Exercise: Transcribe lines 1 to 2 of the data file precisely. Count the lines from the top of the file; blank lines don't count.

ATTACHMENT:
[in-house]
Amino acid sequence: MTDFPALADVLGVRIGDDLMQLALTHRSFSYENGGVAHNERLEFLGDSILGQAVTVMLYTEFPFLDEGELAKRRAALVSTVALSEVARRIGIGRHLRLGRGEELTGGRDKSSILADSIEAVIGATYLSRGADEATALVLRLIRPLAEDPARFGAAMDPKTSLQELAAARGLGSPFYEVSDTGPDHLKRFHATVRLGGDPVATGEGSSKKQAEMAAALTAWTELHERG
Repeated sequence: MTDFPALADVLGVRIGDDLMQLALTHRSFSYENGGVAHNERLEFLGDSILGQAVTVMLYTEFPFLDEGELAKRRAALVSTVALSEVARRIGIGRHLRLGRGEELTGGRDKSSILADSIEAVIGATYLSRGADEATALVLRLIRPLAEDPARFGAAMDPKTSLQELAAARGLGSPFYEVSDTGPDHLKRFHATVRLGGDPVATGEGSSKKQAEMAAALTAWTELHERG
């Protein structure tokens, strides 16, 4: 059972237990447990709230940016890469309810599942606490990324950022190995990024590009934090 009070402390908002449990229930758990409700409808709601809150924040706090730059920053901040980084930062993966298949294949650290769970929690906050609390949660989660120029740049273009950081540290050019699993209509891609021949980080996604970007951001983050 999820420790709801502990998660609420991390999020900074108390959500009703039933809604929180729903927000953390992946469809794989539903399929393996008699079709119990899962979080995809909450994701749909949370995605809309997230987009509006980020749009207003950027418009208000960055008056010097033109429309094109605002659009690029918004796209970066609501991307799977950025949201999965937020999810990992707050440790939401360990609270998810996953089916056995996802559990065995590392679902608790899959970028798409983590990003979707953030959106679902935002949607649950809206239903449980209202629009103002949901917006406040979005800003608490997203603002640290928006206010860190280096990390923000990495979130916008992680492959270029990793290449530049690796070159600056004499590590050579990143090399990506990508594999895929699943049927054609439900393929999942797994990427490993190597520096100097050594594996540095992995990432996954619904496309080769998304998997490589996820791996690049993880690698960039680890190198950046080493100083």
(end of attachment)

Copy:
[in-house]
Amino acid sequence: MTDFPALADVLGVRIGDDLMQLALTHRSFSYENGGVAHNERLEFLGDSILGQAVTVMLYTEFPFLDEGELAKRRAALVSTVALSEVARRIGIGRHLRLGRGEELTGGRDKSSILADSIEAVIGATYLSRGADEATALVLRLIRPLAEDPARFGAAMDPKTSLQELAAARGLGSPFYEVSDTGPDHLKRFHATVRLGGDPVATGEGSSKKQAEMAAALTAWTELHERG